excellent speaker. If Rabelais had a Gallic mind then Brantôme's was French. His cheerful and lively conversation was pleasing to all. He had a reputation of being a brilliant man. But he was also known as a discreet person. Alençon, who was a splendid story-teller himself and liked to hear love stories more than anything else, preferred conversation with him to anyone. His naïveté and originality made friends for him everywhere. He had a brave and noble nature and was proud of being a Frenchman, he was the personified gentilhomme français.
And thus his book originated. He must have taken up his pen quite spontaneously one day. Now from the great variety of his own experiences at court and in war, he poured forth a remarkable wealth of peculiar and interesting features which his memory had preserved. It is a book of the lovelife during the reign of the Valois. These stories were not invented, but they were anecdotes and reports taken from real life. He was able to evade the danger of boredom. There is style even in his most impudent indiscretions. He only stopped at mere obscenities. On the other hand, he never hesitated to be cynical. As this age was fond of strong expressions, a puritanical language was out of the question. Not until the reign of Louis XIV. did the language become more polite. Neither was Brantôme a Puritan, how could he have been? But he had character. He took pleasure in everything which was a manifestation of human energy. He loved passion and the power to do good or evil. (To be sure he also had some splendid things to say against immoderacy and vehemence of passions. So he was a fit companion of the Medici and the Valois.)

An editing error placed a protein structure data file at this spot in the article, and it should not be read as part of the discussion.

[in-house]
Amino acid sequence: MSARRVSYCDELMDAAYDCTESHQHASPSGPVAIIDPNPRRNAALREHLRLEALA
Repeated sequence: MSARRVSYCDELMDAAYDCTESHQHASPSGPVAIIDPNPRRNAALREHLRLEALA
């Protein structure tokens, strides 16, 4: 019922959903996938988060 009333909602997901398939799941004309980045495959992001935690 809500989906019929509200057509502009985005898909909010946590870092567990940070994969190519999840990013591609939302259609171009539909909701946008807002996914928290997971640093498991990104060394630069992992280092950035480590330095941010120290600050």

There is not much composition in his books. His attention wandered from one story to the other. Boccaccio, the foremost story-teller of this period, is more logical. An academical critic says of Brantôme: "He reports without choice what is good and bad, what is noble and abominable, the good not without warmth, but the bad with indestructible cheerful-